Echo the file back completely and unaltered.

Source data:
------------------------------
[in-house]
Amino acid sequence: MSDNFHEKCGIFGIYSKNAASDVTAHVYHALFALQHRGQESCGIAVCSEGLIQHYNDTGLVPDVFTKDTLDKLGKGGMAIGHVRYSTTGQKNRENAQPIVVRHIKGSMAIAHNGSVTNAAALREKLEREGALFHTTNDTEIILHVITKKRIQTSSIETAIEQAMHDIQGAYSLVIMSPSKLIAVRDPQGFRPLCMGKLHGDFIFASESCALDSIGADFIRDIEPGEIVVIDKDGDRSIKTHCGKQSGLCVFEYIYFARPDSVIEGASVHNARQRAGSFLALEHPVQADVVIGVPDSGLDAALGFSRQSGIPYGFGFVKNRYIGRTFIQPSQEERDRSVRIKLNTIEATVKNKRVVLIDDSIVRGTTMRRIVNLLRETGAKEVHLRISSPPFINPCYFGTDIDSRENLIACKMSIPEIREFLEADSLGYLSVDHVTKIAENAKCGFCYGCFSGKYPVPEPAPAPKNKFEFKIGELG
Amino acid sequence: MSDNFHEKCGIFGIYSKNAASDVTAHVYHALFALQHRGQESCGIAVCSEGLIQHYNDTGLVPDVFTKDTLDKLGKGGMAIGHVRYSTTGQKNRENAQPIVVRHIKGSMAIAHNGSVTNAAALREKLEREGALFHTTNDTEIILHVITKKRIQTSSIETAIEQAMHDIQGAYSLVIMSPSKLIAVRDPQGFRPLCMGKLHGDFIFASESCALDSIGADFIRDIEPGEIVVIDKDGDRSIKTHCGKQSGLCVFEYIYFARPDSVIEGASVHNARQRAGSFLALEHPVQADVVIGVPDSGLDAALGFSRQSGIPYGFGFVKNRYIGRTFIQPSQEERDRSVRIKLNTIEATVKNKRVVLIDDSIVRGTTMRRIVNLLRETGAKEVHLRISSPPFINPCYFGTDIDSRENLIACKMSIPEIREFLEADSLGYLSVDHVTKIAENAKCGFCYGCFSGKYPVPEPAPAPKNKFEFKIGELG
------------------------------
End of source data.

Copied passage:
[in-house]
Amino acid sequence: MSDNFHEKCGIFGIYSKNAASDVTAHVYHALFALQHRGQESCGIAVCSEGLIQHYNDTGLVPDVFTKDTLDKLGKGGMAIGHVRYSTTGQKNRENAQPIVVRHIKGSMAIAHNGSVTNAAALREKLEREGALFHTTNDTEIILHVITKKRIQTSSIETAIEQAMHDIQGAYSLVIMSPSKLIAVRDPQGFRPLCMGKLHGDFIFASESCALDSIGADFIRDIEPGEIVVIDKDGDRSIKTHCGKQSGLCVFEYIYFARPDSVIEGASVHNARQRAGSFLALEHPVQADVVIGVPDSGLDAALGFSRQSGIPYGFGFVKNRYIGRTFIQPSQEERDRSVRIKLNTIEATVKNKRVVLIDDSIVRGTTMRRIVNLLRETGAKEVHLRISSPPFINPCYFGTDIDSRENLIACKMSIPEIREFLEADSLGYLSVDHVTKIAENAKCGFCYGCFSGKYPVPEPAPAPKNKFEFKIGELG
Amino acid sequence: MSDNFHEKCGIFGIYSKNAASDVTAHVYHALFALQHRGQESCGIAVCSEGLIQHYNDTGLVPDVFTKDTLDKLGKGGMAIGHVRYSTTGQKNRENAQPIVVRHIKGSMAIAHNGSVTNAAALREKLEREGALFHTTNDTEIILHVITKKRIQTSSIETAIEQAMHDIQGAYSLVIMSPSKLIAVRDPQGFRPLCMGKLHGDFIFASESCALDSIGADFIRDIEPGEIVVIDKDGDRSIKTHCGKQSGLCVFEYIYFARPDSVIEGASVHNARQRAGSFLALEHPVQADVVIGVPDSGLDAALGFSRQSGIPYGFGFVKNRYIGRTFIQPSQEERDRSVRIKLNTIEATVKNKRVVLIDDSIVRGTTMRRIVNLLRETGAKEVHLRISSPPFINPCYFGTDIDSRENLIACKMSIPEIREFLEADSLGYLSVDHVTKIAENAKCGFCYGCFSGKYPVPEPAPAPKNKFEFKIGELG